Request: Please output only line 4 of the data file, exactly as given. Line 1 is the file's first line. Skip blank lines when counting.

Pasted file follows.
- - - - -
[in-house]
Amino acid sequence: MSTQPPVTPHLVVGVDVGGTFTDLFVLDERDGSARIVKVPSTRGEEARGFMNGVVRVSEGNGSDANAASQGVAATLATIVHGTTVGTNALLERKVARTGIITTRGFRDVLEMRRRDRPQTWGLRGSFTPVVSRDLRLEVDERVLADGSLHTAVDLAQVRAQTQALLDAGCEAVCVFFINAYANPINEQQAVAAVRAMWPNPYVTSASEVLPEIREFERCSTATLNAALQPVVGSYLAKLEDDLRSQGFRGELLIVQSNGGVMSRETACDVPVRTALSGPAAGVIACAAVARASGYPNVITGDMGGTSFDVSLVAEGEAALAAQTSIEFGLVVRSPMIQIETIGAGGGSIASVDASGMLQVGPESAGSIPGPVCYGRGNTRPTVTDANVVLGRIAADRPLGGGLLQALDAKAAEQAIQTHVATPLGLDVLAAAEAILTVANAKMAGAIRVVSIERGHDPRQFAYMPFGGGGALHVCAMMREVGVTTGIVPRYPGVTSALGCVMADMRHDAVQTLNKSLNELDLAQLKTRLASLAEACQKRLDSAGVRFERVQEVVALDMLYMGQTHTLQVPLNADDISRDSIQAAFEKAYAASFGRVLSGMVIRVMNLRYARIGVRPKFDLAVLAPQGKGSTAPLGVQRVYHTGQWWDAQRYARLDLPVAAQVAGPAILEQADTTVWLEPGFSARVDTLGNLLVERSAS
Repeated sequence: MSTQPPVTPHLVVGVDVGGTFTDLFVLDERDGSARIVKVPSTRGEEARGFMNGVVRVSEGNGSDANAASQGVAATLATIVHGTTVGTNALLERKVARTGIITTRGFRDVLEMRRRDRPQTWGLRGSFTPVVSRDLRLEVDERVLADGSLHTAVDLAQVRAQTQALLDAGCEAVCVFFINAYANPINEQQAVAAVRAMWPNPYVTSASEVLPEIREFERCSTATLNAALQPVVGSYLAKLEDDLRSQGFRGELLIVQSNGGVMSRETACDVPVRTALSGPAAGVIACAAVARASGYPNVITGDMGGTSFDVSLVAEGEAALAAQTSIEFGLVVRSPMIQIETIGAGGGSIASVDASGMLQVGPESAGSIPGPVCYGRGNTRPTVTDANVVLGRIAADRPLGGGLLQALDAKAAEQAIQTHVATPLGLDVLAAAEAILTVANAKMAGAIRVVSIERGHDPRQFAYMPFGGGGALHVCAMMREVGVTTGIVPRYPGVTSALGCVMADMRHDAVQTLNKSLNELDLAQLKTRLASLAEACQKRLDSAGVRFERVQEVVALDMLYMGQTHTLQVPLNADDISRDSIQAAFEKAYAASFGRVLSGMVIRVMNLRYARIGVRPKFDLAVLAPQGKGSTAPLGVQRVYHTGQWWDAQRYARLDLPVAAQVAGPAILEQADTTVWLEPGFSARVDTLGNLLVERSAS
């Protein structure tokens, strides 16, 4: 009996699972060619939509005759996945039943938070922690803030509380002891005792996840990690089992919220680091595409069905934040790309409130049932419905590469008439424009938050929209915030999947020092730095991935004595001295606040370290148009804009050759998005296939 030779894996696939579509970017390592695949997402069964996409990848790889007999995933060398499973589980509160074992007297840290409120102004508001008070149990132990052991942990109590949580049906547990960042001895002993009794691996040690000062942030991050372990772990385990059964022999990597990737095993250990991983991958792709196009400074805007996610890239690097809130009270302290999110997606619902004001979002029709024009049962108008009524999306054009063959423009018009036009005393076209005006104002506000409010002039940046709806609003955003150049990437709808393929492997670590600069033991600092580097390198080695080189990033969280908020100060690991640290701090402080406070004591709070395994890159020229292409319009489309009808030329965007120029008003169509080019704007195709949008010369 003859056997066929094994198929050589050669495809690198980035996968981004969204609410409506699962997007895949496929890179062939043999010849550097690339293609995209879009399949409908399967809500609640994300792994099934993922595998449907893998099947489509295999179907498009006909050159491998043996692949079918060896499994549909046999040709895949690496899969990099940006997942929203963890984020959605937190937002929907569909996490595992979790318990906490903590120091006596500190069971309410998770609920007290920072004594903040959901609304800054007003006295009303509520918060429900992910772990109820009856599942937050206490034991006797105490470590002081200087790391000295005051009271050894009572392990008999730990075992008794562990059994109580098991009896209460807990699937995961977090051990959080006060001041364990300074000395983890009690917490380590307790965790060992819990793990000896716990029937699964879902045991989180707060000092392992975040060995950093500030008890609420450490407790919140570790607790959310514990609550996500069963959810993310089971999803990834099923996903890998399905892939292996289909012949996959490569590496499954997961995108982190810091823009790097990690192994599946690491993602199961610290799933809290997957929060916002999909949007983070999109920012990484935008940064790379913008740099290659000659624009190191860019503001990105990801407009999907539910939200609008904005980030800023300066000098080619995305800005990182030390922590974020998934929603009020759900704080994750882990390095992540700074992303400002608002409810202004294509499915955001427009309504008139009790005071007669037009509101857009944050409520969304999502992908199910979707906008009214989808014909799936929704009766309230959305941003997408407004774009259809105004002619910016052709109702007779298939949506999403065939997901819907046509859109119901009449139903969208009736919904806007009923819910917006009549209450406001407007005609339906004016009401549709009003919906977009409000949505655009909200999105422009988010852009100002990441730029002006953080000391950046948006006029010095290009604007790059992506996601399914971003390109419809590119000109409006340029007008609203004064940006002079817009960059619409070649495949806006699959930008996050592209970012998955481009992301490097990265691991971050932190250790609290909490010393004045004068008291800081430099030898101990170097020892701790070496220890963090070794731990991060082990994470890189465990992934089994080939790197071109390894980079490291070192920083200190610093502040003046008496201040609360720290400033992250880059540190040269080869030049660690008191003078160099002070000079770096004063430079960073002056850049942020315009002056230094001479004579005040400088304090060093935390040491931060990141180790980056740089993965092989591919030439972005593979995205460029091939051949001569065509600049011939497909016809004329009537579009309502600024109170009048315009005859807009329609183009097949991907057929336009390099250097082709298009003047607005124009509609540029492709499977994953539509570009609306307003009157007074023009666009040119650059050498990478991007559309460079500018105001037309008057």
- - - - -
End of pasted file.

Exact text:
């Protein structure tokens, strides 16, 4: 009996699972060619939509005759996945039943938070922690803030509380002891005792996840990690089992919220680091595409069905934040790309409130049932419905590469008439424009938050929209915030999947020092730095991935004595001295606040370290148009804009050759998005296939 030779894996696939579509970017390592695949997402069964996409990848790889007999995933060398499973589980509160074992007297840290409120102004508001008070149990132990052991942990109590949580049906547990960042001895002993009794691996040690000062942030991050372990772990385990059964022999990597990737095993250990991983991958792709196009400074805007996610890239690097809130009270302290999110997606619902004001979002029709024009049962108008009524999306054009063959423009018009036009005393076209005006104002506000409010002039940046709806609003955003150049990437709808393929492997670590600069033991600092580097390198080695080189990033969280908020100060690991640290701090402080406070004591709070395994890159020229292409319009489309009808030329965007120029008003169509080019704007195709949008010369 003859056997066929094994198929050589050669495809690198980035996968981004969204609410409506699962997007895949496929890179062939043999010849550097690339293609995209879009399949409908399967809500609640994300792994099934993922595998449907893998099947489509295999179907498009006909050159491998043996692949079918060896499994549909046999040709895949690496899969990099940006997942929203963890984020959605937190937002929907569909996490595992979790318990906490903590120091006596500190069971309410998770609920007290920072004594903040959901609304800054007003006295009303509520918060429900992910772990109820009856599942937050206490034991006797105490470590002081200087790391000295005051009271050894009572392990008999730990075992008794562990059994109580098991009896209460807990699937995961977090051990959080006060001041364990300074000395983890009690917490380590307790965790060992819990793990000896716990029937699964879902045991989180707060000092392992975040060995950093500030008890609420450490407790919140570790607790959310514990609550996500069963959810993310089971999803990834099923996903890998399905892939292996289909012949996959490569590496499954997961995108982190810091823009790097990690192994599946690491993602199961610290799933809290997957929060916002999909949007983070999109920012990484935008940064790379913008740099290659000659624009190191860019503001990105990801407009999907539910939200609008904005980030800023300066000098080619995305800005990182030390922590974020998934929603009020759900704080994750882990390095992540700074992303400002608002409810202004294509499915955001427009309504008139009790005071007669037009509101857009944050409520969304999502992908199910979707906008009214989808014909799936929704009766309230959305941003997408407004774009259809105004002619910016052709109702007779298939949506999403065939997901819907046509859109119901009449139903969208009736919904806007009923819910917006009549209450406001407007005609339906004016009401549709009003919906977009409000949505655009909200999105422009988010852009100002990441730029002006953080000391950046948006006029010095290009604007790059992506996601399914971003390109419809590119000109409006340029007008609203004064940006002079817009960059619409070649495949806006699959930008996050592209970012998955481009992301490097990265691991971050932190250790609290909490010393004045004068008291800081430099030898101990170097020892701790070496220890963090070794731990991060082990994470890189465990992934089994080939790197071109390894980079490291070192920083200190610093502040003046008496201040609360720290400033992250880059540190040269080869030049660690008191003078160099002070000079770096004063430079960073002056850049942020315009002056230094001479004579005040400088304090060093935390040491931060990141180790980056740089993965092989591919030439972005593979995205460029091939051949001569065509600049011939497909016809004329009537579009309502600024109170009048315009005859807009329609183009097949991907057929336009390099250097082709298009003047607005124009509609540029492709499977994953539509570009609306307003009157007074023009666009040119650059050498990478991007559309460079500018105001037309008057």